People often ask, “What’s the best routine for exercise/meditation/affirmations/fill in the blank?” It’s a totally understandable question; we want to do the thing that’s going to have the most or best results. But, the answer is probably not what you expect.
There’s a saying in the photography community about what camera is best that goes something like “The best camera is the one that you have with you.” It’s a bit flippant, but it’s also an important point; at the moment you see a great picture you want to take, the camera you have with you is the only one you can use. It also removes the focus from the camera; the point isn’t so much what camera you’re using, but that you’re in the habit of taking the pictures that you want to take, and practicing.
There’s a different but analogous way to look at the best routine for any sort of self-care, whether it’s exercise or meditation or affirmations or anything else. That is: the best routine for self-care is the one that you’ll actually do consistently. It doesn’t matter if the routine in question is about exercise or meditation. It’s the same if the routine is related to affirmations or healthy eating. Wanting a routine to help you sleep better or manage your stress day to day? Same answer—the best routine is the one that you’ll actually do.
Why? Well, I’ve written before about the importance of repetition. No matter what kind of self-care you’re trying to add to your life, it’s probably not going to work unless you do it consistently. It doesn’t matter if you’ve found the world’s best routine for building your abs, it’s only going to work if you do it. And, doing it once isn’t likely to help much; what’s going to help is doing it over and over.
Along the same lines, I talk a lot about my experience with meditation. My experience has been that the benefits of meditation build slowly over an extended period of time. Practitioners of any sort of mindfulness exercise will almost certainly tell you the same thing; doing it once probably won’t help much, but doing it over and over and over can have tremendous benefits.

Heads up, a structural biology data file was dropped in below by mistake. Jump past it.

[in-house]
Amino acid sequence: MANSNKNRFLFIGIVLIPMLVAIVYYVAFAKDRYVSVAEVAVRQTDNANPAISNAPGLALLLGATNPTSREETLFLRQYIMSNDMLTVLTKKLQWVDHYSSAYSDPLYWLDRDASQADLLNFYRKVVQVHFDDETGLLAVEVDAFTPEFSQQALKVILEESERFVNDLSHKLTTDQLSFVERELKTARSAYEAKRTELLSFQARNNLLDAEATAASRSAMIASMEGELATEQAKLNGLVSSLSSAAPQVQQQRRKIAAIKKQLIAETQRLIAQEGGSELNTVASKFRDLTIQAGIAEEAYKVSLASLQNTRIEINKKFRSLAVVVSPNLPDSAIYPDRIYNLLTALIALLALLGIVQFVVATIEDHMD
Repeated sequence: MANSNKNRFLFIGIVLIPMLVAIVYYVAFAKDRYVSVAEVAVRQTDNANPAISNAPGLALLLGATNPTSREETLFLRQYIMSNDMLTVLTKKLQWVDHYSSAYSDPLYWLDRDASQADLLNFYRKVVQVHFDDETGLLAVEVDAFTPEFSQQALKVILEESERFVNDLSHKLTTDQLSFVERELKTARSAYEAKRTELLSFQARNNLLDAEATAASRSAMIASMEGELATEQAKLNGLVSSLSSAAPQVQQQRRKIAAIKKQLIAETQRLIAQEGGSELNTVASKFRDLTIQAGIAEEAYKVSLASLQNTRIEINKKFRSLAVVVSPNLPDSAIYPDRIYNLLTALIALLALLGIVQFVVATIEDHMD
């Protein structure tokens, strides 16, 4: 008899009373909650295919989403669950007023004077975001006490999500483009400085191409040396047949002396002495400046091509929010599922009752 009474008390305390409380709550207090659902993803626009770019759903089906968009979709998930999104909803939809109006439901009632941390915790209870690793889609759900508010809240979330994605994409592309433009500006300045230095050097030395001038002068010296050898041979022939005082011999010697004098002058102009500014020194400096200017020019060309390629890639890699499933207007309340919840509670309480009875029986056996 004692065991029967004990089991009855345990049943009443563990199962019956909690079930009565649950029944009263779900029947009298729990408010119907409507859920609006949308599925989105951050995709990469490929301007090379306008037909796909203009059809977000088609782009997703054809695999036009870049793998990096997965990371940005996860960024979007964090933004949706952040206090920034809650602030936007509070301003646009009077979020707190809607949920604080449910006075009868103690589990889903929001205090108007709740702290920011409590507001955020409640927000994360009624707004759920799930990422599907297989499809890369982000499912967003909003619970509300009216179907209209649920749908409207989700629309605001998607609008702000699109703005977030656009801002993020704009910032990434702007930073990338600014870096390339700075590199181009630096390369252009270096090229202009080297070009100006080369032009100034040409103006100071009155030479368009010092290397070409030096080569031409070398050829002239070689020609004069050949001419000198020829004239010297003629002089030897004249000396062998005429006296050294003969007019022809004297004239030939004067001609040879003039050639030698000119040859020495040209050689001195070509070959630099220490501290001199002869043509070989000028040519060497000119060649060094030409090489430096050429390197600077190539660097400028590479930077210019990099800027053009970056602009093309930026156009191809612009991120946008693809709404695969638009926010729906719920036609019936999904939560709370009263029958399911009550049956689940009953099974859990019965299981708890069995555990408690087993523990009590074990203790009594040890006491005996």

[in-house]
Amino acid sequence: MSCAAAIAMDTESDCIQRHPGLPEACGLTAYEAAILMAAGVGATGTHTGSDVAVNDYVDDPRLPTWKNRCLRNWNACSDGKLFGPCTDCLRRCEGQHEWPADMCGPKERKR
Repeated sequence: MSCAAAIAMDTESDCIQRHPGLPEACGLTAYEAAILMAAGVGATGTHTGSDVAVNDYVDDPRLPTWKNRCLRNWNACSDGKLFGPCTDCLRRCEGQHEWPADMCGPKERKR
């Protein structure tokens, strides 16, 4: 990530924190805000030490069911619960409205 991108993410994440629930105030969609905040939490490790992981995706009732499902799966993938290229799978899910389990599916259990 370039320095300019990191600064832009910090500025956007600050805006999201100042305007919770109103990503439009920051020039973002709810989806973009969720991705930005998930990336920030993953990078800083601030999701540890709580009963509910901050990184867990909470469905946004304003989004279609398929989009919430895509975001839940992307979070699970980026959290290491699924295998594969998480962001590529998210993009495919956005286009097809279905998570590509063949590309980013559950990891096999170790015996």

Now, building any new routine requires going beyond your comfort zone. Doing new things isn’t easy. And, it’s easy to say, “Oh, that won’t work for me” and then give up without actually giving things a try. I don’t want to encourage that.
On the other hand, if you know that you’re just not a morning person, maybe a morning routine of meditation isn’t the best fit for you. Many people (including myself) who meditate find that meditating first thing in the morning is what’s really helpful, but if that’s not you, there’s no law that says you can’t meditate in the evening, or right after lunch, or during your afternoon coffee break.
And, the routine that you’ll actually do may change over the years. When I was a student, the exercise routine that worked best for me was in the late afternoon, after all my classes were over but before dinner. When I started working, that routine no longer worked for me. (for whatever reason—I think it’s because after a long commute the gym just seemed daunting, but I don’t actually know why). After experimenting, I found that what worked best for me was working out in the morning, before my work hours started.
I’ll write in detail later about the importance of experimenting, but the basic point is relevant here. If you’re just developing a self-care routine—again, whether it’s exercise or meditation or sleep or healthy eating or whatever—it’s likely that you won’t actually know what sort of routine will work well for you.
So, try some stuff and see what happens. Are you a walker or a runner or a gym rat? Do you like salads or tofu or both (or neither)? Do you meditate with a candle or a breathing focus or a chant? Any of those could be the thing that resonates with you, but you probably won’t know until you try a few of them for long enough to know.
And, once you’ve found the thing that resonates with you, the way to make it work for you is to do it over and over and over—which is easier when it does in fact resonate with you. So, try something new today! It might just be the practice that really helps.